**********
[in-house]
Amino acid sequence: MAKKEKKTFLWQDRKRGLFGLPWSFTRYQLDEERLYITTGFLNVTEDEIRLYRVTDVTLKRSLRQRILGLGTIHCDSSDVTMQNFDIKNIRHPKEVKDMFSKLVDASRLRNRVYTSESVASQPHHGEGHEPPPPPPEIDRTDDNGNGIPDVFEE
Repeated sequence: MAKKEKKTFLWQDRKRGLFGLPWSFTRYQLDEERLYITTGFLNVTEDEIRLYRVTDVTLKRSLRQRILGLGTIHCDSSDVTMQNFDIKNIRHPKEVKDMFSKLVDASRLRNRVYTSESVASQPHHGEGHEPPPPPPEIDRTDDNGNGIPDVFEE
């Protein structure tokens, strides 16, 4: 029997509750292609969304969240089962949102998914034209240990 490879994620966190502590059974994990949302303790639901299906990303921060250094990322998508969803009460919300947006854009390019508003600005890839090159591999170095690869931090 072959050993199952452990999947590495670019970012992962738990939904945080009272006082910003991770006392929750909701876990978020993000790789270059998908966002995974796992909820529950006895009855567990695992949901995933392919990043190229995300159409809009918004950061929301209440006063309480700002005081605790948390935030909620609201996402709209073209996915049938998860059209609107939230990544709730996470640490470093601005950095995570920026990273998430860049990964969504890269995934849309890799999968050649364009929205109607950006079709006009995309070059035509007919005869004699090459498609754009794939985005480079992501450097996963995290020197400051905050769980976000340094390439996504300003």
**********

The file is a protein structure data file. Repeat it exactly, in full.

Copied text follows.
[in-house]
Amino acid sequence: MAKKEKKTFLWQDRKRGLFGLPWSFTRYQLDEERLYITTGFLNVTEDEIRLYRVTDVTLKRSLRQRILGLGTIHCDSSDVTMQNFDIKNIRHPKEVKDMFSKLVDASRLRNRVYTSESVASQPHHGEGHEPPPPPPEIDRTDDNGNGIPDVFEE
Repeated sequence: MAKKEKKTFLWQDRKRGLFGLPWSFTRYQLDEERLYITTGFLNVTEDEIRLYRVTDVTLKRSLRQRILGLGTIHCDSSDVTMQNFDIKNIRHPKEVKDMFSKLVDASRLRNRVYTSESVASQPHHGEGHEPPPPPPEIDRTDDNGNGIPDVFEE
């Protein structure tokens, strides 16, 4: 029997509750292609969304969240089962949102998914034209240990 490879994620966190502590059974994990949302303790639901299906990303921060250094990322998508969803009460919300947006854009390019508003600005890839090159591999170095690869931090 072959050993199952452990999947590495670019970012992962738990939904945080009272006082910003991770006392929750909701876990978020993000790789270059998908966002995974796992909820529950006895009855567990695992949901995933392919990043190229995300159409809009918004950061929301209440006063309480700002005081605790948390935030909620609201996402709209073209996915049938998860059209609107939230990544709730996470640490470093601005950095995570920026990273998430860049990964969504890269995934849309890799999968050649364009929205109607950006079709006009995309070059035509007919005869004699090459498609754009794939985005480079992501450097996963995290020197400051905050769980976000340094390439996504300003």